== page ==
Goat Cheese Wontons

When your husband works endless hours and every single holiday and you are living in a city/town where you have zero family and zero friends you have to dig deep to make things special for the kids.   I’m hoping that the traditions we establish will have the ability to make our kids feel more grounded in this space we are now calling home.  New Year’s Eve is a holiday we actually have a couple established traditions for.  It is our fourth New Year’s as a family and the kids are starting to remember things we do from year to year.  One of our favorite traditions is making goat cheese wontons.  It is one that kids can help with and it is fairly quick and easy too.  My family started making these in the 90’s.  I had gotten my mom a Susan Branch cookbook one year for Christmas.  Her books are adorable. Really sweet little illustrations and kind ideas of gifts to share throughout the year.  Sort of shabby chic meets New England country.  Her wonton recipe has become a family staple for us and, although I do not have the book at my house, I remember enough of the concept that the finished product still evokes that memory of standing in my mom’s kitchen eating them faster than she could cook them.  In the 90’s goat cheese was nearly impossible to find in our little town.  We persevered though and I’m so glad we did.  These little crunchy wontons are possibly the best things you will ever taste.  Disclaimer….you will eat them all…and if you don’t you might find yourself standing at your fridge, door open, in the middle of the night eating the rest of them cold.

I did not measure anything for this.  I just went with instinct.  You will need sour cream, cream cheese, goats cheese, parmesan cheese, salt, pepper, thyme, garlic, scallions and oregano. Please use fresh herbs.  It makes a huge difference here.  You also need one egg yolk.  Take all the ingredients and pulse them in a food processor until they are creamy.  You can find wonton wrappers pretty easily these days.  They are usually in the produce section of the market.  We love these so we bought two packs.  Place a small bowl of water next to your workspace.  Once your filling is made take out the wrappers and gently rub the edges of the  wrapper with water.  The key is not to overstuff the wonton wrapper.  Trust me on this.  I know you are going to want to add a lot of filling.  Don’t.  Just make twice as many wontons.  Rub the edges with water and then put about 1/2 teaspoon of filling in the center.  Fold the edges together to make a triangle.  Rub water on the two edges you folded and pull them up together as you grab the third corner and then pinch them tight.  Set aside.  Once they are all completed you are ready to go.  We cook ours in a shallow frying pan filled a third of the way with vegetable oil which has reached about 350 f. The wontons are gently placed in the oil and flipped after about one to two minutes.  You want them to be golden and crunchy.  Once they are done let them rest on a paper towel.  We like to toss some extra thyme on ours at the end.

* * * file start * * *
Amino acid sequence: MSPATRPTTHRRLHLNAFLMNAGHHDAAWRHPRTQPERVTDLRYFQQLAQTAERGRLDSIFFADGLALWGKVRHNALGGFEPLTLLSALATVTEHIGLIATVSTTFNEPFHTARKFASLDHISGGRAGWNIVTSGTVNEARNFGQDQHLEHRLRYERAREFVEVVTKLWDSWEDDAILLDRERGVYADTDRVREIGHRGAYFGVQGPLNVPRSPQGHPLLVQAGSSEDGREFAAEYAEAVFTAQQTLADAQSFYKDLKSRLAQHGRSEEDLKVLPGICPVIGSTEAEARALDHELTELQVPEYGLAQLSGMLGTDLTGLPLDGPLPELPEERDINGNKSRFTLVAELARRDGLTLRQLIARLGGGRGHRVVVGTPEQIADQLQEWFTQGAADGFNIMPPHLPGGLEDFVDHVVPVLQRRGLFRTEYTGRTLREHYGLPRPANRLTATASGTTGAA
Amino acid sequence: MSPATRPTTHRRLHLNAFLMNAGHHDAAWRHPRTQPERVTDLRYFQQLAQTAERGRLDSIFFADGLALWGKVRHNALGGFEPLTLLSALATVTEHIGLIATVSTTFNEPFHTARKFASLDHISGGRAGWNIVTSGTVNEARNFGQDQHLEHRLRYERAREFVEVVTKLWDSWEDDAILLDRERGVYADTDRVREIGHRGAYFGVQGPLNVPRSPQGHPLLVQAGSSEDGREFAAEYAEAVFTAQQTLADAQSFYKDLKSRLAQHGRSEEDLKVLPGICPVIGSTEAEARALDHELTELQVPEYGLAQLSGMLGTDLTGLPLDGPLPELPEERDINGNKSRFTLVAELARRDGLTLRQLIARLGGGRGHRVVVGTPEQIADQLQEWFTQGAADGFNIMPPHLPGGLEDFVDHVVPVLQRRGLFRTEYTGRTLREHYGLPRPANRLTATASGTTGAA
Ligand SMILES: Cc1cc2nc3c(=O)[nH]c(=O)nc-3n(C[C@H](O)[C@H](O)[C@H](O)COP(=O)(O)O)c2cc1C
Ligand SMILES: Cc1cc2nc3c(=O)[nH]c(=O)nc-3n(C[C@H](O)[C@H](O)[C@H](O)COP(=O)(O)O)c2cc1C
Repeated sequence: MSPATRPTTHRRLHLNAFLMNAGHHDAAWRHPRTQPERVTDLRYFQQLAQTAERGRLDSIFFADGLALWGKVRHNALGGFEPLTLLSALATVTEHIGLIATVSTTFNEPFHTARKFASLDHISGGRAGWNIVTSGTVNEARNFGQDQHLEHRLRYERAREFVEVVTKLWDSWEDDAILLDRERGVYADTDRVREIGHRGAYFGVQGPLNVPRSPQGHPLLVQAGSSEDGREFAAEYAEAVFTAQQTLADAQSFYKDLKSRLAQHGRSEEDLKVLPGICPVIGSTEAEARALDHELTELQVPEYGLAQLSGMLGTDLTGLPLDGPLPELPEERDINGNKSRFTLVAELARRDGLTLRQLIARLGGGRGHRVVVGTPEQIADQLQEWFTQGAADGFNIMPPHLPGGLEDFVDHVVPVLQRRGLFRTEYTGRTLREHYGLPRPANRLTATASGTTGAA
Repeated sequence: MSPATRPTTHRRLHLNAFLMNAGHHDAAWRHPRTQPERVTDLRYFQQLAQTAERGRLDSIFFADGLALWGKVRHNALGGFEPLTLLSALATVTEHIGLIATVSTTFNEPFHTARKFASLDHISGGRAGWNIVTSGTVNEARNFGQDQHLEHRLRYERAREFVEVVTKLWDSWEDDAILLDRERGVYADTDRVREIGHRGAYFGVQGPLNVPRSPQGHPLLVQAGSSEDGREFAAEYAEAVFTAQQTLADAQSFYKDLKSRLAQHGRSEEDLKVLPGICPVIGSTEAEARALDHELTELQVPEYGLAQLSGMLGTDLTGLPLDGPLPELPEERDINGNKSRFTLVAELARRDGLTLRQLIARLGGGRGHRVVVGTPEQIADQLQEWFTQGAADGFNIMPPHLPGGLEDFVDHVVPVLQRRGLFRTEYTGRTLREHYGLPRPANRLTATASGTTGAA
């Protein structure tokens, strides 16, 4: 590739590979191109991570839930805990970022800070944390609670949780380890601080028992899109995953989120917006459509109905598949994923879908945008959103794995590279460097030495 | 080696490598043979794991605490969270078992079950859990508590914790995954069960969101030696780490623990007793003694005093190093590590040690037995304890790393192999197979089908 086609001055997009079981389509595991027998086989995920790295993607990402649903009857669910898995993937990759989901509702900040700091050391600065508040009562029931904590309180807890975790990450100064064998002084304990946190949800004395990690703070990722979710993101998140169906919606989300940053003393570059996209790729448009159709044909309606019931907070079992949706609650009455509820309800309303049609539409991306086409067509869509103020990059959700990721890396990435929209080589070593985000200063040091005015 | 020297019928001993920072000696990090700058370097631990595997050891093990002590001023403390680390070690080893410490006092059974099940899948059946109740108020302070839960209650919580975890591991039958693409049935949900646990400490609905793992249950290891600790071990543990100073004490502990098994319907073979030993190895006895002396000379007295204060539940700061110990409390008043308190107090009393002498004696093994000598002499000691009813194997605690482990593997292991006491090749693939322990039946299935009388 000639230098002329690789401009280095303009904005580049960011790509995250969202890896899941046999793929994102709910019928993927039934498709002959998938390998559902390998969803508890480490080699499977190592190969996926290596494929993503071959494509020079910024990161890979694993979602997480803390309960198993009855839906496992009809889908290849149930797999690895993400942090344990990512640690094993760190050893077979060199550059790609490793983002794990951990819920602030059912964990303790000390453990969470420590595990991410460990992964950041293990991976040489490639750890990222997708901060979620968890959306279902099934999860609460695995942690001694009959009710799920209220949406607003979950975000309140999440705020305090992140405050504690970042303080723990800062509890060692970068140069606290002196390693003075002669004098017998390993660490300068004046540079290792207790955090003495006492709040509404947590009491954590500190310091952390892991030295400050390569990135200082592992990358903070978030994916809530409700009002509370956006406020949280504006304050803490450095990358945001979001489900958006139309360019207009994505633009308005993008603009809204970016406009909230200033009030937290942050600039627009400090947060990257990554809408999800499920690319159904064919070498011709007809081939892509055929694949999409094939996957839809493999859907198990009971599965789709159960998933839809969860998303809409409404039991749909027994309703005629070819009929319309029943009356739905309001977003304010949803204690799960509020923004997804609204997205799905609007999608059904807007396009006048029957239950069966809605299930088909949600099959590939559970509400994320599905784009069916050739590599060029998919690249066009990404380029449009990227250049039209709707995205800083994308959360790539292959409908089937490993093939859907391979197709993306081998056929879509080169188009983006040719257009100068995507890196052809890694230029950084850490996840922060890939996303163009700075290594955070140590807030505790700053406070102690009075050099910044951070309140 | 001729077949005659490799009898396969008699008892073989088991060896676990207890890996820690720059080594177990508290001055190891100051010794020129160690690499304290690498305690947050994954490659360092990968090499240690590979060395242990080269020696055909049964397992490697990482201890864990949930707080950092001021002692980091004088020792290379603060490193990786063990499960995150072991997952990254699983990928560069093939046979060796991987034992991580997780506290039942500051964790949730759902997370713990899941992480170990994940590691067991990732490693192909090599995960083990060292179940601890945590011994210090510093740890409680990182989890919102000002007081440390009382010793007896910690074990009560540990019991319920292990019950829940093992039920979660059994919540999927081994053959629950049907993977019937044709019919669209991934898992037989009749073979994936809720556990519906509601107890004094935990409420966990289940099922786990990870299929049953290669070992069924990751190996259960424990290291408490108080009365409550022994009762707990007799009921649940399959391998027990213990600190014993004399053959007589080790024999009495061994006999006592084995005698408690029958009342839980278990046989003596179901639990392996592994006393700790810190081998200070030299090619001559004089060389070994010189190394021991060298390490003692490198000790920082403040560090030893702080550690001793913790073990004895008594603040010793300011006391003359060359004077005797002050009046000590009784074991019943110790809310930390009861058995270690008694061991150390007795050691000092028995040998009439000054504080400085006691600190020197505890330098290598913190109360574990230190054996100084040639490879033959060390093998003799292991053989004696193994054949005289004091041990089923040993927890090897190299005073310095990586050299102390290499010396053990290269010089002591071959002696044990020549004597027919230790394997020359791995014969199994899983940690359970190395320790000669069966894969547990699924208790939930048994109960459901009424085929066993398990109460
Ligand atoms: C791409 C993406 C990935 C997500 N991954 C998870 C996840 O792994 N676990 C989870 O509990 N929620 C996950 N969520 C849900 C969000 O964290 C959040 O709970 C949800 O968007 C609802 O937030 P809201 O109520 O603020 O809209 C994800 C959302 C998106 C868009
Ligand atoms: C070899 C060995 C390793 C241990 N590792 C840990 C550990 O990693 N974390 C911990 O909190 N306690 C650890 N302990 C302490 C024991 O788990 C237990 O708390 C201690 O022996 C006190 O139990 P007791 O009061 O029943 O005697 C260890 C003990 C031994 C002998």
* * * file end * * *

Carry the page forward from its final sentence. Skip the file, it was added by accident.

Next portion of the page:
These are so good.  I’m not even kidding about this.  The herbs add so much flavor and the cheeses melt inside the wrapper.  They are hot and crunchy and disappear so quickly.  Make them! Eat them! Love them! They make us feel a little bit more at home on New Year’s.

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